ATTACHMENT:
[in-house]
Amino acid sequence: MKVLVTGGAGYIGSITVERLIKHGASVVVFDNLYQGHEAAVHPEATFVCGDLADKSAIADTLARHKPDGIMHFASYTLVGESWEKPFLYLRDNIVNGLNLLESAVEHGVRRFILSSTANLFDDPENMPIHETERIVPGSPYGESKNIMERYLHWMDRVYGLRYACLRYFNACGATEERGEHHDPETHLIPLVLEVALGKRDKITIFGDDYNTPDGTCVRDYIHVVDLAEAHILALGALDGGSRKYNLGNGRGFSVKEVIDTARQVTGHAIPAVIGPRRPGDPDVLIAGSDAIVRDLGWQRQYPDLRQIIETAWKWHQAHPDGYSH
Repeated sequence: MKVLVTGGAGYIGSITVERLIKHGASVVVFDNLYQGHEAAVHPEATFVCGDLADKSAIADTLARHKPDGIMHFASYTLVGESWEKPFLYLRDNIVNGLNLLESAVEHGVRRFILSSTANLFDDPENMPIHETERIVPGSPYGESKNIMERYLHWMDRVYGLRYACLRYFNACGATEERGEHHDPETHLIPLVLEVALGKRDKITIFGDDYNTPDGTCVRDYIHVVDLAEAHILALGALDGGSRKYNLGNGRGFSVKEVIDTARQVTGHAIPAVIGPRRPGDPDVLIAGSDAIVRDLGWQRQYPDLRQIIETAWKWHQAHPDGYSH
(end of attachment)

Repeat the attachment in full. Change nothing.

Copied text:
[in-house]
Amino acid sequence: MKVLVTGGAGYIGSITVERLIKHGASVVVFDNLYQGHEAAVHPEATFVCGDLADKSAIADTLARHKPDGIMHFASYTLVGESWEKPFLYLRDNIVNGLNLLESAVEHGVRRFILSSTANLFDDPENMPIHETERIVPGSPYGESKNIMERYLHWMDRVYGLRYACLRYFNACGATEERGEHHDPETHLIPLVLEVALGKRDKITIFGDDYNTPDGTCVRDYIHVVDLAEAHILALGALDGGSRKYNLGNGRGFSVKEVIDTARQVTGHAIPAVIGPRRPGDPDVLIAGSDAIVRDLGWQRQYPDLRQIIETAWKWHQAHPDGYSH
Repeated sequence: MKVLVTGGAGYIGSITVERLIKHGASVVVFDNLYQGHEAAVHPEATFVCGDLADKSAIADTLARHKPDGIMHFASYTLVGESWEKPFLYLRDNIVNGLNLLESAVEHGVRRFILSSTANLFDDPENMPIHETERIVPGSPYGESKNIMERYLHWMDRVYGLRYACLRYFNACGATEERGEHHDPETHLIPLVLEVALGKRDKITIFGDDYNTPDGTCVRDYIHVVDLAEAHILALGALDGGSRKYNLGNGRGFSVKEVIDTARQVTGHAIPAVIGPRRPGDPDVLIAGSDAIVRDLGWQRQYPDLRQIIETAWKWHQAHPDGYSH